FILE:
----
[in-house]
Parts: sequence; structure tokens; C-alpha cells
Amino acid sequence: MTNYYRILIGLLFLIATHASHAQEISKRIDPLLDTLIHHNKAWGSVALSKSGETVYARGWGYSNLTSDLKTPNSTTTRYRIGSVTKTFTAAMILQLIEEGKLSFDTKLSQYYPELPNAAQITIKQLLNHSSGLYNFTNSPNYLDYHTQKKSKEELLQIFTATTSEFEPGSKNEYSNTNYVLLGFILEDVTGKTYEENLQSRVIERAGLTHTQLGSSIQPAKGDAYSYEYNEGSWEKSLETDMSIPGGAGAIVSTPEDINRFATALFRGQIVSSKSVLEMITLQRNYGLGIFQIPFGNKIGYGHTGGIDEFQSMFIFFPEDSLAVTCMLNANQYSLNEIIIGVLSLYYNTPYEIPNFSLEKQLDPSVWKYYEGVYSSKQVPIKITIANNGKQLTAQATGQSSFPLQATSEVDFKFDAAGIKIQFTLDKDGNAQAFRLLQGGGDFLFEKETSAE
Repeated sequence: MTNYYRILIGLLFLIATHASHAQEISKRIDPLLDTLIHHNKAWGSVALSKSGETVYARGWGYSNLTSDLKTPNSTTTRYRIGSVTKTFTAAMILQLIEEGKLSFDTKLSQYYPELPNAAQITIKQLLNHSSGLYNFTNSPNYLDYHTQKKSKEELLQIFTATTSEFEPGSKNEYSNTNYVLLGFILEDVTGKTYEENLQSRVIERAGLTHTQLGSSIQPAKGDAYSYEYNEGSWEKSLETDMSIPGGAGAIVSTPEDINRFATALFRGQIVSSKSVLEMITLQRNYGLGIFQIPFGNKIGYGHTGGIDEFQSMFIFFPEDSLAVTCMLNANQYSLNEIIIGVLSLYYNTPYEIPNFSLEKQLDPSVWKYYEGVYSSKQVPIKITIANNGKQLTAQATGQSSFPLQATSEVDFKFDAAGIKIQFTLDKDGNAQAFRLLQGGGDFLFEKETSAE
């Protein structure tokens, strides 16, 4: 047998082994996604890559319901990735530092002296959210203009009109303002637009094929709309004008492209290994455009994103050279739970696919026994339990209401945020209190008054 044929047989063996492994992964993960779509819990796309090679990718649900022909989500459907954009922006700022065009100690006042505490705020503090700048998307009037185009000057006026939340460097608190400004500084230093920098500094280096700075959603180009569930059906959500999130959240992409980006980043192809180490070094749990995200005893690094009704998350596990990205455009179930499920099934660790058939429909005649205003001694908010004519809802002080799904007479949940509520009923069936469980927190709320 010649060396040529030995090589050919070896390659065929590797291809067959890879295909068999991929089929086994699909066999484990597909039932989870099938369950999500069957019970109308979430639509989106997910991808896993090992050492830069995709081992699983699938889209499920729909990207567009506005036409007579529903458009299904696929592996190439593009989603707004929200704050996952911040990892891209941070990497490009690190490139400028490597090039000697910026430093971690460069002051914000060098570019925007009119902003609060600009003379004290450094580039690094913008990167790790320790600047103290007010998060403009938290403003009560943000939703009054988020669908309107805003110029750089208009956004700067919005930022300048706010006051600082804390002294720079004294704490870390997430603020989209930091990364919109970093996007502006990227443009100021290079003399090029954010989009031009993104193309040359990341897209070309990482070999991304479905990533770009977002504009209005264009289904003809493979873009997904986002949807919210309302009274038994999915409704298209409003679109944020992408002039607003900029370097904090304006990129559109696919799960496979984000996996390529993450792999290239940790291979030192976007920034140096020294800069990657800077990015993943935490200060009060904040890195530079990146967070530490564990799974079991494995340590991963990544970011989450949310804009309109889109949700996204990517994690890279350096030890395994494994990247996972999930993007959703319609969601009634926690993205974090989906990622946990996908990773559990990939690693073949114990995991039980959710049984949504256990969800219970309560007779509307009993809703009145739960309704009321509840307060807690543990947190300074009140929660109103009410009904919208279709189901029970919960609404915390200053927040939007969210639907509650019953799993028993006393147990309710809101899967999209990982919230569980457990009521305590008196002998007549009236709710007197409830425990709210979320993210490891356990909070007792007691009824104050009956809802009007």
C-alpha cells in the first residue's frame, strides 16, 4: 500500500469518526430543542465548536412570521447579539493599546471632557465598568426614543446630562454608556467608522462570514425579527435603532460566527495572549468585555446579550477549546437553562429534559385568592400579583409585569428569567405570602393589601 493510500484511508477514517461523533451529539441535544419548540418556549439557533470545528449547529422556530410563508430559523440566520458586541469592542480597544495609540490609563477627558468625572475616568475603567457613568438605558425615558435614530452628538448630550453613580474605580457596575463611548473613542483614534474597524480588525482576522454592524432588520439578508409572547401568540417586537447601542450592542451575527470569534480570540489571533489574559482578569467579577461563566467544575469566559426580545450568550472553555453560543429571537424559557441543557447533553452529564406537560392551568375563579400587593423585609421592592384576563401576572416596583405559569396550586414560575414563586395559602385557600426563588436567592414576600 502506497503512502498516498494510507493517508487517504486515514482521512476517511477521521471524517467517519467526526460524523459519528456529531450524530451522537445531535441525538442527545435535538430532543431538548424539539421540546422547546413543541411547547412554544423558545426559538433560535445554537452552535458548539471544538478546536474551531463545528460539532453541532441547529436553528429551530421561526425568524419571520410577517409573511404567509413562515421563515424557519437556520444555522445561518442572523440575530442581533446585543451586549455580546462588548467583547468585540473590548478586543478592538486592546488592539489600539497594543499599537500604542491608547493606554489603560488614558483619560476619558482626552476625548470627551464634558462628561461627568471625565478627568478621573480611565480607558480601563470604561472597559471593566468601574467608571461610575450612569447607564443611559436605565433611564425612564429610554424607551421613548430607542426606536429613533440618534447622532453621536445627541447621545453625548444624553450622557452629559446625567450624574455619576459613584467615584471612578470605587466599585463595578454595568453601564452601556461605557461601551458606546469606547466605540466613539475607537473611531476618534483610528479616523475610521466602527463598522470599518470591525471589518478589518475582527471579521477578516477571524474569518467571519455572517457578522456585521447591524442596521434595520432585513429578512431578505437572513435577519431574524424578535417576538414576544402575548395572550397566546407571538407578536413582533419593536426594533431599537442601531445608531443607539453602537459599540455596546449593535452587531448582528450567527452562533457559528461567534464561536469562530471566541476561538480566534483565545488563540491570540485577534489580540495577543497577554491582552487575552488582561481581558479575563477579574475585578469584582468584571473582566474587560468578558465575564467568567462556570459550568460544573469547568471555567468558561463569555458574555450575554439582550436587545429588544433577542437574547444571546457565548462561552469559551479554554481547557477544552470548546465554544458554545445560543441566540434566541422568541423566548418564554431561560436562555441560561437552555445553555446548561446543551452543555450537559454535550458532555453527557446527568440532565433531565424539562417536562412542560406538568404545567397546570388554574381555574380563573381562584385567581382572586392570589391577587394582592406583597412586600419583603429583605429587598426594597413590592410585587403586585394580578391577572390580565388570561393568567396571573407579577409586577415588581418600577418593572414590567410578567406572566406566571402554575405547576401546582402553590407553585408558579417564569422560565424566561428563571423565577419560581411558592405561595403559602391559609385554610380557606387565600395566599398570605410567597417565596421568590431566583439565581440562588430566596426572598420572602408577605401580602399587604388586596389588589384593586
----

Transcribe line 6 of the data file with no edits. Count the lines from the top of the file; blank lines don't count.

C-alpha cells in the first residue's frame, strides 16, 4: 500500500469518526430543542465548536412570521447579539493599546471632557465598568426614543446630562454608556467608522462570514425579527435603532460566527495572549468585555446579550477549546437553562429534559385568592400579583409585569428569567405570602393589601 493510500484511508477514517461523533451529539441535544419548540418556549439557533470545528449547529422556530410563508430559523440566520458586541469592542480597544495609540490609563477627558468625572475616568475603567457613568438605558425615558435614530452628538448630550453613580474605580457596575463611548473613542483614534474597524480588525482576522454592524432588520439578508409572547401568540417586537447601542450592542451575527470569534480570540489571533489574559482578569467579577461563566467544575469566559426580545450568550472553555453560543429571537424559557441543557447533553452529564406537560392551568375563579400587593423585609421592592384576563401576572416596583405559569396550586414560575414563586395559602385557600426563588436567592414576600 502506497503512502498516498494510507493517508487517504486515514482521512476517511477521521471524517467517519467526526460524523459519528456529531450524530451522537445531535441525538442527545435535538430532543431538548424539539421540546422547546413543541411547547412554544423558545426559538433560535445554537452552535458548539471544538478546536474551531463545528460539532453541532441547529436553528429551530421561526425568524419571520410577517409573511404567509413562515421563515424557519437556520444555522445561518442572523440575530442581533446585543451586549455580546462588548467583547468585540473590548478586543478592538486592546488592539489600539497594543499599537500604542491608547493606554489603560488614558483619560476619558482626552476625548470627551464634558462628561461627568471625565478627568478621573480611565480607558480601563470604561472597559471593566468601574467608571461610575450612569447607564443611559436605565433611564425612564429610554424607551421613548430607542426606536429613533440618534447622532453621536445627541447621545453625548444624553450622557452629559446625567450624574455619576459613584467615584471612578470605587466599585463595578454595568453601564452601556461605557461601551458606546469606547466605540466613539475607537473611531476618534483610528479616523475610521466602527463598522470599518470591525471589518478589518475582527471579521477578516477571524474569518467571519455572517457578522456585521447591524442596521434595520432585513429578512431578505437572513435577519431574524424578535417576538414576544402575548395572550397566546407571538407578536413582533419593536426594533431599537442601531445608531443607539453602537459599540455596546449593535452587531448582528450567527452562533457559528461567534464561536469562530471566541476561538480566534483565545488563540491570540485577534489580540495577543497577554491582552487575552488582561481581558479575563477579574475585578469584582468584571473582566474587560468578558465575564467568567462556570459550568460544573469547568471555567468558561463569555458574555450575554439582550436587545429588544433577542437574547444571546457565548462561552469559551479554554481547557477544552470548546465554544458554545445560543441566540434566541422568541423566548418564554431561560436562555441560561437552555445553555446548561446543551452543555450537559454535550458532555453527557446527568440532565433531565424539562417536562412542560406538568404545567397546570388554574381555574380563573381562584385567581382572586392570589391577587394582592406583597412586600419583603429583605429587598426594597413590592410585587403586585394580578391577572390580565388570561393568567396571573407579577409586577415588581418600577418593572414590567410578567406572566406566571402554575405547576401546582402553590407553585408558579417564569422560565424566561428563571423565577419560581411558592405561595403559602391559609385554610380557606387565600395566599398570605410567597417565596421568590431566583439565581440562588430566596426572598420572602408577605401580602399587604388586596389588589384593586